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When I tell people I walked 500 miles (800km) across Spain in 2013, the first thing they ask (in a slightly astonished voice) is: How long did that take you? The answer to this question is surprising, and it parallels how we proceed toward equality for all people.
It took me 49 days. Some people complete the Camino de Santiago pilgrimage in 30. But—and this is important—no one really knows for certain how long it will take. Even with a plan, the map is not the territory. I found steep hills more challenging than expected. A fresh rain would leave the path slicked with mud. An acquaintance injured his knee, stopped walking, and bussed to Santiago. Unexpected events require reconsideration of the plan.
The same holds true for civic engagement. Even when we make a plan, obstacles arise. Elected officials vote unexpectedly. Hearts change. We have an idea of what justice is, but we can’t conceive of how long it will take to get there.
Some of us don’t cope well with not knowing, especially if unaccustomed to uncertainty. I’ll never forget how a pilgrim friend grew irate the day he discovered the Camino’s mile markers were misnumbered, putting us almost 10 miles (17km) from our day’s destination. He fumed, but we still had to walk.
We feel this anger in civic engagement when things don’t go as planned. Or someone moves the goalposts with new laws that restrict voting access to millions. Too much frustration makes most people want to stop.
One example of this uphill journey is reflected in the LGBTQ+ community’s story (of which I’m a part). Back in 1969, the Stonewall Riots arose in response to police arresting the gay residents of New York’s Greenwich Village. In 1970, four US cities had their first ever Pride marches. By 1973, parents founded PFLAG to support their gay kids’ rights. As people organized, no outcome of justice or equality was ever guaranteed.
Gradually, little by little, people came out, stopped hiding their identities, and advocated for their rights. The people who loved them woke up to injustice. Each action, each conversation was a step toward freedom, even when met with fear, hatred, and violence. 30 years of wins and losses later, public sentiment finally changed enough to make marriage between people of the same sex legal and equal in the US. Thirty years.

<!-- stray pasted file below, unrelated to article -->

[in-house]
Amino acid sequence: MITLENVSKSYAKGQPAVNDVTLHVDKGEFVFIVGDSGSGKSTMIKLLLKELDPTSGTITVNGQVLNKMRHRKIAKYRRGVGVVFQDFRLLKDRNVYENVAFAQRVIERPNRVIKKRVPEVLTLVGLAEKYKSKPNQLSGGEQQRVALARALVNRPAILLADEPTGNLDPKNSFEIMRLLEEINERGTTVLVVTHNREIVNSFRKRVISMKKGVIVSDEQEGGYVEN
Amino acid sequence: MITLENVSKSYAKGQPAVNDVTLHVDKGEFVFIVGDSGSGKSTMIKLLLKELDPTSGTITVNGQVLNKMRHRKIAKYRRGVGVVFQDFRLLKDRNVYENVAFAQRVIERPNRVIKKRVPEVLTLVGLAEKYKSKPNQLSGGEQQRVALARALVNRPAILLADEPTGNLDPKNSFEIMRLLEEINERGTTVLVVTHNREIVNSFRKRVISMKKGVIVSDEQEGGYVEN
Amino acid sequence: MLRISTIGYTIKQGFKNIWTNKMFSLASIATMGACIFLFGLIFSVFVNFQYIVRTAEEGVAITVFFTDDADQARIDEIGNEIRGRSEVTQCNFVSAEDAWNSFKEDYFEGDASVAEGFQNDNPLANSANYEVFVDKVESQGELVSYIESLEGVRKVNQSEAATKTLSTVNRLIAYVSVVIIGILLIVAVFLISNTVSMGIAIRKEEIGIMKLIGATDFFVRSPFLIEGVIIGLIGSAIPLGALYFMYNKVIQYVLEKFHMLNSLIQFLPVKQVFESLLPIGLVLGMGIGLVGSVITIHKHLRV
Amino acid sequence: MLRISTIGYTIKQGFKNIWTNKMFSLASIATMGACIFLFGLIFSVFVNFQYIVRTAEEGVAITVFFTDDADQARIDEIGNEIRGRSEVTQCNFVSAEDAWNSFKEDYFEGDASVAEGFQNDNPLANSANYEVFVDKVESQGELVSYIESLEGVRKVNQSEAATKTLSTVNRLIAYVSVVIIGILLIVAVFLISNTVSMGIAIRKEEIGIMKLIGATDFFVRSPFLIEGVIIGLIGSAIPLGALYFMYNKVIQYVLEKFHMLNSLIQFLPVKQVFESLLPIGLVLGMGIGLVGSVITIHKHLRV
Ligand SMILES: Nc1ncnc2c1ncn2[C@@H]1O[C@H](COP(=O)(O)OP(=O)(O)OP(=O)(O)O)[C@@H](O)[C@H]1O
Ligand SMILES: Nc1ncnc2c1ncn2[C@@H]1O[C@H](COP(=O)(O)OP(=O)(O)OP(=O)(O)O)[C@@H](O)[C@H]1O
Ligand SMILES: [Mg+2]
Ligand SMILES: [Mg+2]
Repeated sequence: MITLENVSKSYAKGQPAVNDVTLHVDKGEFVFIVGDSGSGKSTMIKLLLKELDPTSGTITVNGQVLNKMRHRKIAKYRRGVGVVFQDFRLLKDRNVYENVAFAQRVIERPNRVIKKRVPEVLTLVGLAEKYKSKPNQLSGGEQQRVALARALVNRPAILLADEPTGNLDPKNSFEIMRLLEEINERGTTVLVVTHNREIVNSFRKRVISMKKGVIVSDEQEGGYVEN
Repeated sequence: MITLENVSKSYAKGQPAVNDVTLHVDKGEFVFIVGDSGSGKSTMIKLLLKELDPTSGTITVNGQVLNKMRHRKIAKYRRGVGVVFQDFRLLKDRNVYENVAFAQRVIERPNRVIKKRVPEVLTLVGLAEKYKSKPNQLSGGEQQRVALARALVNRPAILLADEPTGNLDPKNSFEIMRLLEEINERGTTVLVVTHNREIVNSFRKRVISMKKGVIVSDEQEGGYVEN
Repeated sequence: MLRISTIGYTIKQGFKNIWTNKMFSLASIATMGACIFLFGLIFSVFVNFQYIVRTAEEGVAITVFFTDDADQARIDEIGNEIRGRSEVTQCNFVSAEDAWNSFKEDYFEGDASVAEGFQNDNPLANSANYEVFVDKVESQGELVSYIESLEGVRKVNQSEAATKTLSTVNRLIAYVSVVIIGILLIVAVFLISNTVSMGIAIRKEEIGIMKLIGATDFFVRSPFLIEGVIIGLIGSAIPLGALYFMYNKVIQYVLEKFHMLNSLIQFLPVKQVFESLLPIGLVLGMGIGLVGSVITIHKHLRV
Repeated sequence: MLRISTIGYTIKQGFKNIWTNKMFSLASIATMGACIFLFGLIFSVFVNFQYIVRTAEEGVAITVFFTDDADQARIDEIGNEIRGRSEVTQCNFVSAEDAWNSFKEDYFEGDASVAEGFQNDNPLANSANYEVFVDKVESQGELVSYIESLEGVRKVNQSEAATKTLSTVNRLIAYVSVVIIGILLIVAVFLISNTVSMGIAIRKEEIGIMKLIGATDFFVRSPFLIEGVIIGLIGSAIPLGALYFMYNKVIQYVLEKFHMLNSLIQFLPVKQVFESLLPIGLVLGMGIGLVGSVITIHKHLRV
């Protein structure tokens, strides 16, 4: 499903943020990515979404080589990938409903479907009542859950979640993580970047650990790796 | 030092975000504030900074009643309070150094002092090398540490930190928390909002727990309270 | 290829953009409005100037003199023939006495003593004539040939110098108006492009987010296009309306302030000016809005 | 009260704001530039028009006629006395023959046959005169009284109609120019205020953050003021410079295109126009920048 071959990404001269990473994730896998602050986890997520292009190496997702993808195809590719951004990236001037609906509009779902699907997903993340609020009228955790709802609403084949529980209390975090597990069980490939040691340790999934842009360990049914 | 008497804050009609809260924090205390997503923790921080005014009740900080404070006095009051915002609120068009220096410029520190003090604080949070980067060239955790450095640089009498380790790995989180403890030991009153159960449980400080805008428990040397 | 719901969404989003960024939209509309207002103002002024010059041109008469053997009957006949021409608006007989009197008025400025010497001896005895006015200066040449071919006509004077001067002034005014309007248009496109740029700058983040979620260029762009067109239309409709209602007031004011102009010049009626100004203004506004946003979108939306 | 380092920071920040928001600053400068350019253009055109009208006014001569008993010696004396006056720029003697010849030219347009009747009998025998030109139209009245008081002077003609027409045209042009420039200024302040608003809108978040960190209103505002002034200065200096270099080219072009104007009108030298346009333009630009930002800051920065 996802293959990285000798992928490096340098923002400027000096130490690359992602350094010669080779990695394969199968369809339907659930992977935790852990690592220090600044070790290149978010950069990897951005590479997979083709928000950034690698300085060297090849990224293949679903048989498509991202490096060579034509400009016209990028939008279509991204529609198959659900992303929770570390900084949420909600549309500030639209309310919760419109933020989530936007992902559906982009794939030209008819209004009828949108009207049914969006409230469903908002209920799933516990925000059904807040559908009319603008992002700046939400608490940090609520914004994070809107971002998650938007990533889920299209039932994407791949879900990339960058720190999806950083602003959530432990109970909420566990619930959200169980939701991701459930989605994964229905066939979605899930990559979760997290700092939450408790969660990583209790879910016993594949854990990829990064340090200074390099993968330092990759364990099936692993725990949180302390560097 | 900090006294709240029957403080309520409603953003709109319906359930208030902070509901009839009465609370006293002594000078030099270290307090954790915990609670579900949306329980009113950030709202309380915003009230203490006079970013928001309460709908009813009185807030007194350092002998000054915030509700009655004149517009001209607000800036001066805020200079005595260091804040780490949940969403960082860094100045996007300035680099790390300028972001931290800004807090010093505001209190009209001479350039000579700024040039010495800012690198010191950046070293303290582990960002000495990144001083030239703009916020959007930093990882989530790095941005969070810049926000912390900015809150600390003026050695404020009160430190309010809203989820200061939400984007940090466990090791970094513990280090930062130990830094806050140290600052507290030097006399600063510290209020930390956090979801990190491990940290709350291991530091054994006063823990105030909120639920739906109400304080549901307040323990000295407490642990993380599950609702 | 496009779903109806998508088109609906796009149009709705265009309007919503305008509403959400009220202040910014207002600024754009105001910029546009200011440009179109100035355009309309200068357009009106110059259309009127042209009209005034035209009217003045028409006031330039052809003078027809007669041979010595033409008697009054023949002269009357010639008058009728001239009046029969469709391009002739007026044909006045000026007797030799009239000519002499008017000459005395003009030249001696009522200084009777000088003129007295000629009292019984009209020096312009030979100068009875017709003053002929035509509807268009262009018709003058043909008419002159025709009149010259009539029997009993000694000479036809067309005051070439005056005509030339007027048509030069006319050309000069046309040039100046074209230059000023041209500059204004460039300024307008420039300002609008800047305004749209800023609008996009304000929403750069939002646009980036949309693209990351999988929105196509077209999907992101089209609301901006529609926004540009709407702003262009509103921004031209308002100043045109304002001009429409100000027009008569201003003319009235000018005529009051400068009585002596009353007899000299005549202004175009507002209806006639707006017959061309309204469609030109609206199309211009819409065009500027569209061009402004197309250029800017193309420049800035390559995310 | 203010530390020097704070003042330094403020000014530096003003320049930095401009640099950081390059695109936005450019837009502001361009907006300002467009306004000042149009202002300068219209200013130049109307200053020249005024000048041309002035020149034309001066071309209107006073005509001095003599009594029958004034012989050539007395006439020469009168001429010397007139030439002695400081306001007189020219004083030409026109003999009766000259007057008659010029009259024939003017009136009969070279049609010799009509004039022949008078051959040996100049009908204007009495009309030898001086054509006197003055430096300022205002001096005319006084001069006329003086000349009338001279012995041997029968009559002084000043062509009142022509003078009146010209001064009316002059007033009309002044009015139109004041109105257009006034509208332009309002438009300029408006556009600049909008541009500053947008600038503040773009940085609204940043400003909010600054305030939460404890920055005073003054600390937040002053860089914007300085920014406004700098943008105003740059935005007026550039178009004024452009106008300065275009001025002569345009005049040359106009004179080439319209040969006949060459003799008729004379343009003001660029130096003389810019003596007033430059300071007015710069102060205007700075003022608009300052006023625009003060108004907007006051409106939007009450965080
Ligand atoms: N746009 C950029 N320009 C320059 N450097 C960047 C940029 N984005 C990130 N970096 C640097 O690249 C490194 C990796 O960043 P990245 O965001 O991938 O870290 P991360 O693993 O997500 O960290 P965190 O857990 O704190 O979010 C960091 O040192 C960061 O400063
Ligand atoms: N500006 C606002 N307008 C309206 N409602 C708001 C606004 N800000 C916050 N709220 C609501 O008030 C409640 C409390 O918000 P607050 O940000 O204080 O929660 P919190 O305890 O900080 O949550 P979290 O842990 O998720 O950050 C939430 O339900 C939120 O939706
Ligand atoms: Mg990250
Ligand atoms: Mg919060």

Change is slow. When it comes to movements that stretch over decades, the question of “how long does it take?” isn’t the most useful one. Instead we can ask: how do we get there? What small act can I do today that brings us incrementally closer?
On my pilgrimage one afternoon, the wind pelted me with slush balls as I hiked up a mountain. I took that hill one step at a time. Near Santiago, I met a pilgrim in a wheelchair who took her journey one roll at a time. Just as a journey of 500 miles begins with a single step, progress is made up of thousands of small steps.
Today, the U.S. Constitution still doesn’t protect the rights of LGBTQ+ people. While many states and smaller jurisdictions do protect against firing and eviction, LGBTQ+ folks do not have federal protection. This week’s Checklist includes an action to advocate for legislation that will change this. Will this bill pass? We don’t know. But experience shows that advocacy works over the long term, and the more people engaged, the better.
How long does it take to get there? As long as it takes.
It’s important to note how many people feel weary about what’s happening in the world. We marvel at Ukrainian courage and leaders we admire, but some days it feels like too much. If this sounds like you, consider what Sharon Welch wrote in her book, Ethic of Risk,
“Responsible action does not mean the certain achievement of desired ends but the creation of a matrix in which further actions are possible…”
We can’t achieve everything we want instantly—any more than a 500-mile pilgrimage can be completed in a day. Small steps. Taken frequently. We need you on this path, taking steps, and celebrating efforts on this long but worthwhile journey.
What can you do today to ensure further action is possible?
Please write your reflections in the comments.
Also, I’m preparing a talk this month about climbing steep “hills” like climate, injustice, and polarization. Please join me on Friday, April 8, 2022 from 10:30-12pm Pacific. There is no cost to attend, and contributions are welcome. To get details, send a message to https://jenniferhofmann.com/contact/.